By Jeffrey Smith, The News On 6
TULSA, OK -- Could a Summer Olympics be in Tulsa's future? A committee of Tulsa businessmen say "yes," and they say they have the data to back it up. On Tuesday, they presented a feasibility study to the Tulsa City Council.
The idea of Tulsa hosting the Summer Olympics in 2020 may seem silly, but for some Tulsans, it's no laughing matter. They're using Atlanta's successful - and surprising - bid 13 years ago as a model, and they say there's reason to believe a Tulsa Olympics is realistic possibility.
The five-member Tulsa 2020 Olympic Committee is comparing Tulsa to a pre-Olympics Atlanta. Atlanta's population was about four times larger, and they had professional sports stadiums, but there's no minimum population requirement.
Tulsa attorney Michael Jones says why not explore if it's possible?
"The problem most people think of when hosting Olympics is that they think everything needs to be done here. In actuality, Atlanta, when they did it, they proved that what you're looking at is a regional model," said Michael Jones, Tulsa Olympic Committee member.
And. Tulsa could launch a successful campaign around its proximity to major NCAA Division 1 sports stadiums and its rich Native American history.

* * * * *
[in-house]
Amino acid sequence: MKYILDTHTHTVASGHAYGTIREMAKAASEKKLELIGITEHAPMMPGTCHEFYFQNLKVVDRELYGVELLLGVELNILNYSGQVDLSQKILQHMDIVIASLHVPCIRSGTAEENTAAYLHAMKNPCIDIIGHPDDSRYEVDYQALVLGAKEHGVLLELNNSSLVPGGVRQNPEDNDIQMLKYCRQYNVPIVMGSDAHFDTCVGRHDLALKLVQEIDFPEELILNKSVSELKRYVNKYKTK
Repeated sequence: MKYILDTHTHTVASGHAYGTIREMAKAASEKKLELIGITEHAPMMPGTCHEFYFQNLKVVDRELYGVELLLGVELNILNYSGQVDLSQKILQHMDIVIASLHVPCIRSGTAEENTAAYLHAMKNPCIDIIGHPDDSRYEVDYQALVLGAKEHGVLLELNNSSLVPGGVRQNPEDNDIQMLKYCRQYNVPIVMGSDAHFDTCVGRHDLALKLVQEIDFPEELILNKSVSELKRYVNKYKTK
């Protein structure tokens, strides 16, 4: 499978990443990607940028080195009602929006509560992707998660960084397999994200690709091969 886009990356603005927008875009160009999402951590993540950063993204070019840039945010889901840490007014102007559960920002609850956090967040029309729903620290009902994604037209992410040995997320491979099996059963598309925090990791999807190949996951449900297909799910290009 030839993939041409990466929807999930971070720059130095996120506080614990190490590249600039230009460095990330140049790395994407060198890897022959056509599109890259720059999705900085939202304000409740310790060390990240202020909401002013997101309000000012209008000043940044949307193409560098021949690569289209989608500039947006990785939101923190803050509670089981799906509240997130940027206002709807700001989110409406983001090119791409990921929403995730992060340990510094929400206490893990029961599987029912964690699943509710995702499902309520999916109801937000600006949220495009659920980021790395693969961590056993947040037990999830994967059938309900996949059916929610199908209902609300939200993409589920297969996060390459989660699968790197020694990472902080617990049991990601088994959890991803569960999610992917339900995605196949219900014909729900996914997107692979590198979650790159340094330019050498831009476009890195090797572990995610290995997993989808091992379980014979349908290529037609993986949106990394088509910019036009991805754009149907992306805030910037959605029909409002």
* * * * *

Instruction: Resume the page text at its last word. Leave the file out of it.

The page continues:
"We've got the facilities. We've got the dorm count. And, we have the venues," said Neil Mavis, Tulsa Olympic Committee member.
The feasibility study proposes using facilities at the University of Tulsa, OSU Tulsa, Oral Roberts University, Northeast Oklahoma A&M, Northeastern State, Rogers State, Oklahoma State, the University of Oklahoma, and the University of Arkansas.
"We actually have more facilities, in some degrees, than Atlanta had when they were going forward and pitching this idea," said Michael Jones, Tulsa Olympic Committee member.
Soccer is the Olympic cash cow. Atlanta in '96 outsourced soccer to Miami, Orlando, Alabama, Georgia, and Washington, DC.
Tulsa would similarly outsource soccer to large university stadiums around our region. And, at a minimum, the committee hopes this proposal will show Tulsa is willing to stand shoulder-to-shoulder with the big boys.
"If you don't look at it and examine it, then you're never going to know if anybody is willing to do anything," said Michael Jones, Tulsa Olympic Committee member.
The Olympic Committee says it plans on raising private funds to start a campaign, but all plans are on hold until October 2nd. That's when the International Olympic Committee will decide if Chicago gets the 2016 Olympics.
If that happens, you can kiss the chances of another American games four years later goodbye.